Red Dirt Road

Brooks & Dunn

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Red Dirt Road Review

by Stephen Thomas Erlewine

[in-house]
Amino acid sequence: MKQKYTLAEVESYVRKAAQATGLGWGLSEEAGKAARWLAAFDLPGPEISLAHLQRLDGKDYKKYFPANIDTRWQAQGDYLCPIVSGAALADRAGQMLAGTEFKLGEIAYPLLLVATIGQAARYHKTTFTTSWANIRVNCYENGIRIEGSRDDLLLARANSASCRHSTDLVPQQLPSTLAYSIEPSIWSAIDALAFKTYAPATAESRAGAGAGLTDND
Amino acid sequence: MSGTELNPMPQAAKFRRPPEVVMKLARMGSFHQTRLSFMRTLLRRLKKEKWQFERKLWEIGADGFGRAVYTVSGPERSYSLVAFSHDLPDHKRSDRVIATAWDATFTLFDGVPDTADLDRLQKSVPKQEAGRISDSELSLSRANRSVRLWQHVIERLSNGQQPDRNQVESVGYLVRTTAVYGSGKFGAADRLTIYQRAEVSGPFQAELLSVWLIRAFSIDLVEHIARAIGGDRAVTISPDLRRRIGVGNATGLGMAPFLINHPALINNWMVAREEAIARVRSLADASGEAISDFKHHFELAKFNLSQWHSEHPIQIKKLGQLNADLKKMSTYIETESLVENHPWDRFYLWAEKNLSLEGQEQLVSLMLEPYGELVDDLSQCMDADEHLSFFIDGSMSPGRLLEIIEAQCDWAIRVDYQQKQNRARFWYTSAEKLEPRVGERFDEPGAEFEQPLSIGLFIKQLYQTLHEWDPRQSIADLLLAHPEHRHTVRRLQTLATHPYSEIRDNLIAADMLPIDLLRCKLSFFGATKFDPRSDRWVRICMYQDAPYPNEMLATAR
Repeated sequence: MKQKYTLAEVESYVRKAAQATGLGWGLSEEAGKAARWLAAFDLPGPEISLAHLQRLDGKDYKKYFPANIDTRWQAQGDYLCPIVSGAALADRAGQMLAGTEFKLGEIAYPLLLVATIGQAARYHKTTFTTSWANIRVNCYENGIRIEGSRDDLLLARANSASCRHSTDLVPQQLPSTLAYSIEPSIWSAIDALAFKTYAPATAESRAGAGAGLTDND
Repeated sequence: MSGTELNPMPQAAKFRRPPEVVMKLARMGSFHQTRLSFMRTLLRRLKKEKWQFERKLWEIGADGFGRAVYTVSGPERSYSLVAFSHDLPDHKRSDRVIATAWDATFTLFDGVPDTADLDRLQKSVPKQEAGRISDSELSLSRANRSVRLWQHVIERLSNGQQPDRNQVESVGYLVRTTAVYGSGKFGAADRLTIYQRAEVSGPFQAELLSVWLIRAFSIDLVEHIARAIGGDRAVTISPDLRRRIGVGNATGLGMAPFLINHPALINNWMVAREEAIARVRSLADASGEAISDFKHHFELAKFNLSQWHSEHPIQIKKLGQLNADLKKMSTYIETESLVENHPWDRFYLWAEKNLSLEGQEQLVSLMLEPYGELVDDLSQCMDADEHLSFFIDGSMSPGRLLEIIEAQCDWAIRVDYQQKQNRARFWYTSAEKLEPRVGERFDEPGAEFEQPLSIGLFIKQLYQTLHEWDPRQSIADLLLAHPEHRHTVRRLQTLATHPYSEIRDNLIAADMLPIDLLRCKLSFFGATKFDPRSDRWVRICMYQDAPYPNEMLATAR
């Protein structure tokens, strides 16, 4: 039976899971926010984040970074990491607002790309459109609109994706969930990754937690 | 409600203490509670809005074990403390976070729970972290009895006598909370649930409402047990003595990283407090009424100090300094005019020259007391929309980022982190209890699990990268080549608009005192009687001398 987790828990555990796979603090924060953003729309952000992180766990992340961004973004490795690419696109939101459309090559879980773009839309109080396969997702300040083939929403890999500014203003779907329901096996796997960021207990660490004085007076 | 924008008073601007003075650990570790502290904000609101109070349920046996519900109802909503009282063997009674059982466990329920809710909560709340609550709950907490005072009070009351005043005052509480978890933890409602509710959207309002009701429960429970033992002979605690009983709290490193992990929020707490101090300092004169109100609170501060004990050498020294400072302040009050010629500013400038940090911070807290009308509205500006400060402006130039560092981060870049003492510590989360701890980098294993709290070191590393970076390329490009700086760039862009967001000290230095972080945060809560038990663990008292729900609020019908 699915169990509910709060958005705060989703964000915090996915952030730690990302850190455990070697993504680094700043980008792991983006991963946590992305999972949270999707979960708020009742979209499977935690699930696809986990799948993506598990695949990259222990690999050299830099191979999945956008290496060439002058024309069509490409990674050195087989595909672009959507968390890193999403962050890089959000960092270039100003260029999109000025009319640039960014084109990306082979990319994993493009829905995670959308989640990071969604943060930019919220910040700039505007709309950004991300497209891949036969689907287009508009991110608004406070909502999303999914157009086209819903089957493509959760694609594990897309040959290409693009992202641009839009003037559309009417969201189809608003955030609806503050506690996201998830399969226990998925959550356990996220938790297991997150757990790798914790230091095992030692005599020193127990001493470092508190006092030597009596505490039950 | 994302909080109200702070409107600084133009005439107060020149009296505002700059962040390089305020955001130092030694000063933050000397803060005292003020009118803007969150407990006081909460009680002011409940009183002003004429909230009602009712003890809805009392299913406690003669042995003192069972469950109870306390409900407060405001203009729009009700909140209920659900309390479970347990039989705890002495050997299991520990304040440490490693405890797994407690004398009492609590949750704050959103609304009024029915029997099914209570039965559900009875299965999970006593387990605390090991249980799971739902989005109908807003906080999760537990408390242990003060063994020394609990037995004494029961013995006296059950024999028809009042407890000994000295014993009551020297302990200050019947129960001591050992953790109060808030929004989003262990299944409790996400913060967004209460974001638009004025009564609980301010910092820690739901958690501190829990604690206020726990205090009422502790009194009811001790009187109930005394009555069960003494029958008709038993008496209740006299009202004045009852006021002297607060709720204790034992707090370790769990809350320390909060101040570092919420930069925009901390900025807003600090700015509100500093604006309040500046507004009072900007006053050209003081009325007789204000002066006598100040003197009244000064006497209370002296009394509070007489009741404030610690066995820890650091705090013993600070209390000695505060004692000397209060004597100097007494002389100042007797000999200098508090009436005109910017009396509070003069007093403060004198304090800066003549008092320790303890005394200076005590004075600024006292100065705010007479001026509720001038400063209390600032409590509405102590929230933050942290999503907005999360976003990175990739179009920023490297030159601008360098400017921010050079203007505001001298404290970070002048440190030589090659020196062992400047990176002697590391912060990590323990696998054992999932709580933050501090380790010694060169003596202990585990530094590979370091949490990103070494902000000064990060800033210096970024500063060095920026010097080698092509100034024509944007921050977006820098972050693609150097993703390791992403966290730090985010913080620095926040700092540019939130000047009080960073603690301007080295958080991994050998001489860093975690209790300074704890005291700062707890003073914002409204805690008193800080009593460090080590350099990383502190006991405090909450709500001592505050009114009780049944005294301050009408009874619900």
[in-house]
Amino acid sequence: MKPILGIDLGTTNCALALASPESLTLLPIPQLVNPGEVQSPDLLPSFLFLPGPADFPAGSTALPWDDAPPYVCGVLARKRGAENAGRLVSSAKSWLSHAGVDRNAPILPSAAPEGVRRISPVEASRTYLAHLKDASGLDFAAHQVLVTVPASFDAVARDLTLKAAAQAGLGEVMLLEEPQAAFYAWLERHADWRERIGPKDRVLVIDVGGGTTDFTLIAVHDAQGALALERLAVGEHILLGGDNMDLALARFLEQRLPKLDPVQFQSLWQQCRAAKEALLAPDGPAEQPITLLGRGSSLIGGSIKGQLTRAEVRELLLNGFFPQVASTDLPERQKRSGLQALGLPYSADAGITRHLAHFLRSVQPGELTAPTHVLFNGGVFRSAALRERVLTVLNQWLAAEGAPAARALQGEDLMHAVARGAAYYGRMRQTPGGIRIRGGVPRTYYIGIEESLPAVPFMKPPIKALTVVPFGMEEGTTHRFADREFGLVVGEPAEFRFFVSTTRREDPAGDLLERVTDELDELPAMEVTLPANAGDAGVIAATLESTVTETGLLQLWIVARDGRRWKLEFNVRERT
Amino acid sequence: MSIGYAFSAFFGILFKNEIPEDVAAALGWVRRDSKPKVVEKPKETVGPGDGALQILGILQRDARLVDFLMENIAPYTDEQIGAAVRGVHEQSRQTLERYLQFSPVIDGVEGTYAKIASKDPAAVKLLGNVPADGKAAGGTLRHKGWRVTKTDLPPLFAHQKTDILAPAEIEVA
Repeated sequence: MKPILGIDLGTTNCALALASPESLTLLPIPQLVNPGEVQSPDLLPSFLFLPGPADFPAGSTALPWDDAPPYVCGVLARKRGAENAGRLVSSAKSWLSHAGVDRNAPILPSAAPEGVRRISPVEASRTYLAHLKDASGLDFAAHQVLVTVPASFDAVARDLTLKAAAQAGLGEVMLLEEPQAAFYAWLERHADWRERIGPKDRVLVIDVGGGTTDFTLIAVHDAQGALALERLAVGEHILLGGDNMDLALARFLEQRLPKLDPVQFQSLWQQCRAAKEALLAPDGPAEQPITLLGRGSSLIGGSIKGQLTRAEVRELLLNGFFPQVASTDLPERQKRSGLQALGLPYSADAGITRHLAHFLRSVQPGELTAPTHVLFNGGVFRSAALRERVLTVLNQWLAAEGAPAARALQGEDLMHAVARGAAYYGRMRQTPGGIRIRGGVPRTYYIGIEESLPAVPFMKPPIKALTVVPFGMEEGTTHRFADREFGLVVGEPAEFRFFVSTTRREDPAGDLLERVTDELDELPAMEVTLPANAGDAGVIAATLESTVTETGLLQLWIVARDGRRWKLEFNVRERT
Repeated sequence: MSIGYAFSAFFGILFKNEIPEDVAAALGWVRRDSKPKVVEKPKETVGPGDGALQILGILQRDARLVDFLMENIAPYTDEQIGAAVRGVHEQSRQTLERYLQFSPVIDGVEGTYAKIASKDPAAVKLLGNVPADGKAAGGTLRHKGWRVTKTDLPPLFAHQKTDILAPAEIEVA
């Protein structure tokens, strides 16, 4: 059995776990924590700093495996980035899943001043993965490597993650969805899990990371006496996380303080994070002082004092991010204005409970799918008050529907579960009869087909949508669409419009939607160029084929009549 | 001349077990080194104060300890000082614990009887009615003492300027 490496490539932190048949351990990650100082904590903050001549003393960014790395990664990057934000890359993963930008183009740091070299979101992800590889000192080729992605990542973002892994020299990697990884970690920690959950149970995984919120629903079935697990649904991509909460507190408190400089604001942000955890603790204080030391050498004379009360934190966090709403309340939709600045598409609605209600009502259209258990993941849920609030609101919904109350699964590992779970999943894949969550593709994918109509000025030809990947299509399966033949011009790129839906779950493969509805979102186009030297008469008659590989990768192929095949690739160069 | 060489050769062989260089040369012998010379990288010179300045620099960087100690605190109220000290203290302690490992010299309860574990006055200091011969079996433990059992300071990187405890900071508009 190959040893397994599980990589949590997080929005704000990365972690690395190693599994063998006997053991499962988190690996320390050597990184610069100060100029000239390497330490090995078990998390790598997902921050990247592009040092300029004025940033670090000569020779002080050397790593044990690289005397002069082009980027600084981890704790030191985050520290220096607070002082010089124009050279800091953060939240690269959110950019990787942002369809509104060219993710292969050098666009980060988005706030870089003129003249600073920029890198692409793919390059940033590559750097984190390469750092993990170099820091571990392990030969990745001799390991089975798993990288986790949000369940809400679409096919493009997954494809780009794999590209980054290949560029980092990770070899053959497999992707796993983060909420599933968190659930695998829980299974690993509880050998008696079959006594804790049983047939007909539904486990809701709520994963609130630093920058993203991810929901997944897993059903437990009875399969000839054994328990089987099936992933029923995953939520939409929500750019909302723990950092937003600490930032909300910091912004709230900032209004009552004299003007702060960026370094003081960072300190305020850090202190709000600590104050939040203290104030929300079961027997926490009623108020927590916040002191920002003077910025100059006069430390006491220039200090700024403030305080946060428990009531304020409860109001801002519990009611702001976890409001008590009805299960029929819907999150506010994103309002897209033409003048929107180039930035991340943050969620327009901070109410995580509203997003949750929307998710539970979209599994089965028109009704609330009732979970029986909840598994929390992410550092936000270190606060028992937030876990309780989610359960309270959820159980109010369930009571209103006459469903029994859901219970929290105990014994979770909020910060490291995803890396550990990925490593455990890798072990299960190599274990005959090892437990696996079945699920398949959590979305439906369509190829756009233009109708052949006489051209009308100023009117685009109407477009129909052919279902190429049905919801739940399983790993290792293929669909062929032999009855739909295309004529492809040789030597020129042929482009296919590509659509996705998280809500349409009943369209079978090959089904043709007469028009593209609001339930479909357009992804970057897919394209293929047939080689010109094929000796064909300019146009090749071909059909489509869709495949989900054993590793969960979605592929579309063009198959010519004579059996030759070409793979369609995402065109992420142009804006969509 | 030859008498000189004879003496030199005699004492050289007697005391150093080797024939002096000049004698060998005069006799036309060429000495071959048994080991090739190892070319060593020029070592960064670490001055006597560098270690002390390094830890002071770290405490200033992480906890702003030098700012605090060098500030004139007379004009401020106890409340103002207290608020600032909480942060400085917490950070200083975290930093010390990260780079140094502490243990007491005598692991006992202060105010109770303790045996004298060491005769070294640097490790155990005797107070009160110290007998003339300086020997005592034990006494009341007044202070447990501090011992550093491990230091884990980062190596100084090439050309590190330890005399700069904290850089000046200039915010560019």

Emboldened by the positive reaction to 2001's Steers and Stripes, where the venerated veteran country duo stretched their musical chops, Brooks & Dunn followed with a record that pushed even further and garnered greater musical achievement. Released in the summer of 2003, Red Dirt Road is a bit of a concept album, with Brooks & Dunn sketching out a nostalgic trip through their past and a tribute to their roots and upbringing. This isn't just conveyed by the lyrics, which contain offhanded references to '70s icons, including Born to Run; the music touches on a bunch of the duo's formative influences, whether it's the Keith Richards homage that kicks off the album opener, "You Can't Take the Honky Tonk Out of the Girl," or the Stax horns that punctuate "Believer." Instead of sounding bound to tradition, Brooks & Dunn sound as musically invigorated as they did on Steers and Stripes, demonstrating nuance and muscle in equal measures; after all, they not only do modern country-rock better than their peers, they can pull off a dobro-driven honky tonk song like "My Baby's Everything I Love" with equal aplomb, and then dive into wry satire with the uncredited gospel satire "Holy War" that closes the album. It's not just the amalgam of styles that impresses, but it's the writing, which is as wide-ranging as the performances and just as convincing. Plus, the loose concept gives the album structure and focus, and this, added to the fine songwriting, means that Red Dirt Road is not just one of Brooks & Dunn's most ambitious records, it's also one of their best.

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